In my relatively short life, I can honestly say 2020 has been the most difficult year for many of us. The more people I talk to, it seems everyone pretty much agrees that 2020 is a dumpster fire. And yet, it is not (by a long shot) the worst year we, as humanity, have ever gone through. At least not according to one medieval scholar who has deemed the year 536 AD as the bona fide worst trip around the sun we’ve ever had.
Imagine waking up one day expecting the sun to rise, only to find total darkness. “Hmm, that’s weird. Did someone set the sundial back and not tell me?” You rub your eyes and light a lamp to see what’s going on, only to find everyone else as puzzled as you are. You think, “Surely, this is some anomaly, and it’ll all go back to normal in the morn.” What follows is 18 months of continuous darkness.
Centuries ago, before you could check Twitter to determine which political party caused such a mess, you had to chalk this up to an angry God and hope you could atone for whatever sins got you there. Unbeknownst to you, a once-in-a-millennia volcanic eruption in Iceland had just formed a massive ash cloud that enveloped the western world. This triggers massive temperature drops, prompting the coldest decade in 2,300 years, according to Science magazine. It decimates crops and results in mass starvation and famine. Shortly after, the bubonic plague takes hold and ravages the Roman Empire, wiping out 50 million lives.
Amidst the mess we find ourselves in 2020, it can be easy to think that this is the worst things could ever be. That’s why it’s important, now more than ever, to keep perspective. Yes, things are bad. For many, it’s really bad. But generations before us have dealt with their fair share of adversity. They made it out. So will you.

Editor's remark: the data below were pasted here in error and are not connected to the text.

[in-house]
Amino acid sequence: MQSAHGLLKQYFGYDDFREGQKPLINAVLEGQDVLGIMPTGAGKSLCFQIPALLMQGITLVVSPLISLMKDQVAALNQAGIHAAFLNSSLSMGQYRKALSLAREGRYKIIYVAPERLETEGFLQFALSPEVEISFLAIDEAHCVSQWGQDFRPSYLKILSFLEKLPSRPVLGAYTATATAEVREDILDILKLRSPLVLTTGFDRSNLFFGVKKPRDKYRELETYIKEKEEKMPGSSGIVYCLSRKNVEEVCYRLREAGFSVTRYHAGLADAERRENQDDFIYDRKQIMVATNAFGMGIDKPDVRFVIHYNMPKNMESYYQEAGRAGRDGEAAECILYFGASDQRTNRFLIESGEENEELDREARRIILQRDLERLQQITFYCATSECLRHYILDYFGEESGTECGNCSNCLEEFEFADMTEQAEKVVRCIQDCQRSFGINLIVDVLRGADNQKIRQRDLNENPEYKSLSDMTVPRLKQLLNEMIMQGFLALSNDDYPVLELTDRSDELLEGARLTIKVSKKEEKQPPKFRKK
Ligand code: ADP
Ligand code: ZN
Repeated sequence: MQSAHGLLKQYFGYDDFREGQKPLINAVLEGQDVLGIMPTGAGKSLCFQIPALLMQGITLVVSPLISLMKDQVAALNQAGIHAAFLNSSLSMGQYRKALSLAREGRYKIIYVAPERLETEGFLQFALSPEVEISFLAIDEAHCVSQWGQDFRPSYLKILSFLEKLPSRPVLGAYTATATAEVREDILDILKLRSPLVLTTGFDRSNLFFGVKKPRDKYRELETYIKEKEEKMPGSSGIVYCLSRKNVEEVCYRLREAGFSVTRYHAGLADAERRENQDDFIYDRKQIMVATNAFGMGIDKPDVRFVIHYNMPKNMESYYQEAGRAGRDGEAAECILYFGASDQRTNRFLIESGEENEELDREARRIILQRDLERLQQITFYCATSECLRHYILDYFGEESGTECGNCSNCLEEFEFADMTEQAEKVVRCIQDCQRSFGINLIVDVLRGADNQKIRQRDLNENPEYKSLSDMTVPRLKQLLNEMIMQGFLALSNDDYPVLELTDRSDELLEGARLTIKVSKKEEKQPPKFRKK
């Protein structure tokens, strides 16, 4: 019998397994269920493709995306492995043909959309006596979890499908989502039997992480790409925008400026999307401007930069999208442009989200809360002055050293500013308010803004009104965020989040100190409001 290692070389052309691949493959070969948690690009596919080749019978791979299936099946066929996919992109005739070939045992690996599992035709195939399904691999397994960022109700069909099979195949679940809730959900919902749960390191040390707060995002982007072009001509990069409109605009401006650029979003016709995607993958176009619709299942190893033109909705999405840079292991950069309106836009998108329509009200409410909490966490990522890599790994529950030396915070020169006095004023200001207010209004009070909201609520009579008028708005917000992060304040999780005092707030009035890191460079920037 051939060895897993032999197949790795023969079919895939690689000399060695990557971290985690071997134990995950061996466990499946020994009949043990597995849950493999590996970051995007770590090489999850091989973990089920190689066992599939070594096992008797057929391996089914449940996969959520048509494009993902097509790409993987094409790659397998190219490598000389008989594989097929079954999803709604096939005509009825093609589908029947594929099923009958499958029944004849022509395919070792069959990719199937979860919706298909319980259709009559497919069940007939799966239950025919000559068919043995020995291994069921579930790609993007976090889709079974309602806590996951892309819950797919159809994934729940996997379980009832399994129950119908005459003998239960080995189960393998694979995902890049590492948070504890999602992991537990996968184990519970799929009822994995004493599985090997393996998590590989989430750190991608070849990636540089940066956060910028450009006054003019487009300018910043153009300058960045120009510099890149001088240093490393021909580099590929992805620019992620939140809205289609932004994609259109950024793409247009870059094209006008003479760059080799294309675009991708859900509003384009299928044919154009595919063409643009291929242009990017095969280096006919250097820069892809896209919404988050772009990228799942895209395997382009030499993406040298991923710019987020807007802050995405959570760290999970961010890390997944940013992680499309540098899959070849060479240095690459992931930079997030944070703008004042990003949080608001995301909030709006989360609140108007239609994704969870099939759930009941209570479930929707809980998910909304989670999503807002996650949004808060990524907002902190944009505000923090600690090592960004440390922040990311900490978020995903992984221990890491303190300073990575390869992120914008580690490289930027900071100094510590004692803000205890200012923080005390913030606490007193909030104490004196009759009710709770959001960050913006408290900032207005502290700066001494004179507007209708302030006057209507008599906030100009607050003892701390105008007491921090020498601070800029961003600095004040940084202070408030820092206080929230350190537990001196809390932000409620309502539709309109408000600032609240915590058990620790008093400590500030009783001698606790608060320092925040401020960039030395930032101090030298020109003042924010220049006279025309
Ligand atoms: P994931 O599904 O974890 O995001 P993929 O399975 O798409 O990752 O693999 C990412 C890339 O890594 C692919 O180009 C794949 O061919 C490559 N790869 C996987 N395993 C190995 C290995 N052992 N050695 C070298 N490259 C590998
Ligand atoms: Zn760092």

But one of the patterns I’ve seen among many is the hunkering down. The sit-and-wait till the storm of 2020 passes. Living life on pause, anxiously waiting for the year to be over, as if 2021 will wipe the slate clean. All the while, constantly refreshing the social media feed, consuming unhealthy doses of fear porn. And the twisted silver lining of 2020 is that it has given everyone a hall pass for not moving forward. We all have the ultimate alibi for stagnation or complacency because when all this is over, if you’re still in the same place than before the pandemic, nobody will blame you. But the question is: Is that what you’re willing to settle for? Are you just going to wait around binging Netflix for God knows how long before you pick back up again?
If you’re like many, you’ve taken some major hits the last couple months, and it’s hard to keep pushing. It’s hard to march on, when just as you’re expecting things to get easier, it gets even harder. And 11 months in, the psycho thriller that is 2020 hasn’t let up. But you can only control what you can control. Sure, you can’t save the economy, but you can save money. Sure, you can’t cure coronavirus, but you can get yourself as fit and healthy as possible. It’s in your slice of the world that you can affect the most change. In hard times, it’s easy to settle, to freeze, and do nothing, but doing so is a missed opportunity to grow. As we get older, we tend to replace courage with compromise. We negotiate on behalf of our lesser selves and lower our expectations to meet our less-than-desirable circumstances. I know I have. It’s in these times, I have to remind myself: Calm seas don’t make skilled captains.
So as we approach the end and hopefully uneventful climax of 2020, resist the urge to stay in your cave. In a year of trials and tribulations, it won’t matter how many fights you won on Twitter; what will matter is how you allowed 2020 to shape you. So get out and get after it.
And if getting in shape is what you need, you know where to find me. spt